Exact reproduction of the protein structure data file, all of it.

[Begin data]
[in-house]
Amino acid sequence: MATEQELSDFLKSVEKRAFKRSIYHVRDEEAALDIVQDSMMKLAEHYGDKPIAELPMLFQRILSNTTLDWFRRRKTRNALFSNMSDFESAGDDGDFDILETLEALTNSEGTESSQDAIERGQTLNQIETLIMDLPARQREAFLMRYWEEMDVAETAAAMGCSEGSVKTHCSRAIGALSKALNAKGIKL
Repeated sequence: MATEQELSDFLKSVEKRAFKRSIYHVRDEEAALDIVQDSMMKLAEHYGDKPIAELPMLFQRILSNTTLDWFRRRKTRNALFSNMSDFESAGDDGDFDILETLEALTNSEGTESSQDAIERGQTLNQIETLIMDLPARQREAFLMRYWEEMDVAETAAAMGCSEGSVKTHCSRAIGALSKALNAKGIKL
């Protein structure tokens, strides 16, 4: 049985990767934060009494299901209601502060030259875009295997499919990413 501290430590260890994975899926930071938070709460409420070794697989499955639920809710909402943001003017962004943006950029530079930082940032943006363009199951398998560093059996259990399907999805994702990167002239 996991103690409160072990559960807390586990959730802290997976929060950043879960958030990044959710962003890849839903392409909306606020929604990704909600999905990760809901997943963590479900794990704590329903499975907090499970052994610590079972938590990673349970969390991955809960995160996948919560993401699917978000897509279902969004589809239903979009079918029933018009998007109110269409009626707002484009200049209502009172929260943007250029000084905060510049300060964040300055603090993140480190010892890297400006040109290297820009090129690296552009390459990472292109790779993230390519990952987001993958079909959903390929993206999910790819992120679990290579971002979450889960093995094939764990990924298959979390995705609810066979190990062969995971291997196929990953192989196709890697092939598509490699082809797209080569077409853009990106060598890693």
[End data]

[in-house]
Amino acid sequence: MATEQELSDFLKSVEKRAFKRSIYHVRDEEAALDIVQDSMMKLAEHYGDKPIAELPMLFQRILSNTTLDWFRRRKTRNALFSNMSDFESAGDDGDFDILETLEALTNSEGTESSQDAIERGQTLNQIETLIMDLPARQREAFLMRYWEEMDVAETAAAMGCSEGSVKTHCSRAIGALSKALNAKGIKL
Repeated sequence: MATEQELSDFLKSVEKRAFKRSIYHVRDEEAALDIVQDSMMKLAEHYGDKPIAELPMLFQRILSNTTLDWFRRRKTRNALFSNMSDFESAGDDGDFDILETLEALTNSEGTESSQDAIERGQTLNQIETLIMDLPARQREAFLMRYWEEMDVAETAAAMGCSEGSVKTHCSRAIGALSKALNAKGIKL
């Protein structure tokens, strides 16, 4: 049985990767934060009494299901209601502060030259875009295997499919990413 501290430590260890994975899926930071938070709460409420070794697989499955639920809710909402943001003017962004943006950029530079930082940032943006363009199951398998560093059996259990399907999805994702990167002239 996991103690409160072990559960807390586990959730802290997976929060950043879960958030990044959710962003890849839903392409909306606020929604990704909600999905990760809901997943963590479900794990704590329903499975907090499970052994610590079972938590990673349970969390991955809960995160996948919560993401699917978000897509279902969004589809239903979009079918029933018009998007109110269409009626707002484009200049209502009172929260943007250029000084905060510049300060964040300055603090993140480190010892890297400006040109290297820009090129690296552009390459990472292109790779993230390519990952987001993958079909959903390929993206999910790819992120679990290579971002979450889960093995094939764990990924298959979390995705609810066979190990062969995971291997196929990953192989196709890697092939598509490699082809797209080569077409853009990106060598890693």